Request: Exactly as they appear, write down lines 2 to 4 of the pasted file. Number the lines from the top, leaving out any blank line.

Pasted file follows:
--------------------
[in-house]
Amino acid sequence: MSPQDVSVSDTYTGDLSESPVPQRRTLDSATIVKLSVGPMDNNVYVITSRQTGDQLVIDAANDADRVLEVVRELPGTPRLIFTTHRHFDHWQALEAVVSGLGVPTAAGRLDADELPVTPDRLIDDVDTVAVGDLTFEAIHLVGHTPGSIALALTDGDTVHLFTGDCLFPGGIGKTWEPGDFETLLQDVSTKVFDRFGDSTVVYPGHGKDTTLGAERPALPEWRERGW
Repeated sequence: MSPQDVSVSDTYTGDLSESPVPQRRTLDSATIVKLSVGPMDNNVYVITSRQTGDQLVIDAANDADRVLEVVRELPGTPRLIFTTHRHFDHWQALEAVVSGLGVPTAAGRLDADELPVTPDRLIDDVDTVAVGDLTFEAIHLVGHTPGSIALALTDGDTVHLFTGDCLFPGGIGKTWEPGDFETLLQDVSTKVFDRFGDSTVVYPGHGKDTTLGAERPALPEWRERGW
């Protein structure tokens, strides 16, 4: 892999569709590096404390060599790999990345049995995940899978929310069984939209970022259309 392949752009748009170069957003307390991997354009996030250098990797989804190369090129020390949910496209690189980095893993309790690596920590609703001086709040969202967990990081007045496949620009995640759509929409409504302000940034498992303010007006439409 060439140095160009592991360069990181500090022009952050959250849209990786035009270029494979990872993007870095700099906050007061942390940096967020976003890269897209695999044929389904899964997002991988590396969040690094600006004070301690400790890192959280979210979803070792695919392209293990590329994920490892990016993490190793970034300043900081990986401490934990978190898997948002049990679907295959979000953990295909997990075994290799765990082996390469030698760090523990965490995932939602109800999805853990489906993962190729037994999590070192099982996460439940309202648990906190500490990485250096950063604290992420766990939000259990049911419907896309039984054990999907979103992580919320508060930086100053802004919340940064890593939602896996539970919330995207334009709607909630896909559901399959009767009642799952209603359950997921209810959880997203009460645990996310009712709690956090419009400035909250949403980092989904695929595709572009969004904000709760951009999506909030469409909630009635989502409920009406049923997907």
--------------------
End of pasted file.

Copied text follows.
Amino acid sequence: MSPQDVSVSDTYTGDLSESPVPQRRTLDSATIVKLSVGPMDNNVYVITSRQTGDQLVIDAANDADRVLEVVRELPGTPRLIFTTHRHFDHWQALEAVVSGLGVPTAAGRLDADELPVTPDRLIDDVDTVAVGDLTFEAIHLVGHTPGSIALALTDGDTVHLFTGDCLFPGGIGKTWEPGDFETLLQDVSTKVFDRFGDSTVVYPGHGKDTTLGAERPALPEWRERGW
Repeated sequence: MSPQDVSVSDTYTGDLSESPVPQRRTLDSATIVKLSVGPMDNNVYVITSRQTGDQLVIDAANDADRVLEVVRELPGTPRLIFTTHRHFDHWQALEAVVSGLGVPTAAGRLDADELPVTPDRLIDDVDTVAVGDLTFEAIHLVGHTPGSIALALTDGDTVHLFTGDCLFPGGIGKTWEPGDFETLLQDVSTKVFDRFGDSTVVYPGHGKDTTLGAERPALPEWRERGW
């Protein structure tokens, strides 16, 4: 892999569709590096404390060599790999990345049995995940899978929310069984939209970022259309 392949752009748009170069957003307390991997354009996030250098990797989804190369090129020390949910496209690189980095893993309790690596920590609703001086709040969202967990990081007045496949620009995640759509929409409504302000940034498992303010007006439409 060439140095160009592991360069990181500090022009952050959250849209990786035009270029494979990872993007870095700099906050007061942390940096967020976003890269897209695999044929389904899964997002991988590396969040690094600006004070301690400790890192959280979210979803070792695919392209293990590329994920490892990016993490190793970034300043900081990986401490934990978190898997948002049990679907295959979000953990295909997990075994290799765990082996390469030698760090523990965490995932939602109800999805853990489906993962190729037994999590070192099982996460439940309202648990906190500490990485250096950063604290992420766990939000259990049911419907896309039984054990999907979103992580919320508060930086100053802004919340940064890593939602896996539970919330995207334009709607909630896909559901399959009767009642799952209603359950997921209810959880997203009460645990996310009712709690956090419009400035909250949403980092989904695929595709572009969004904000709760951009999506909030469409909630009635989502409920009406049923997907």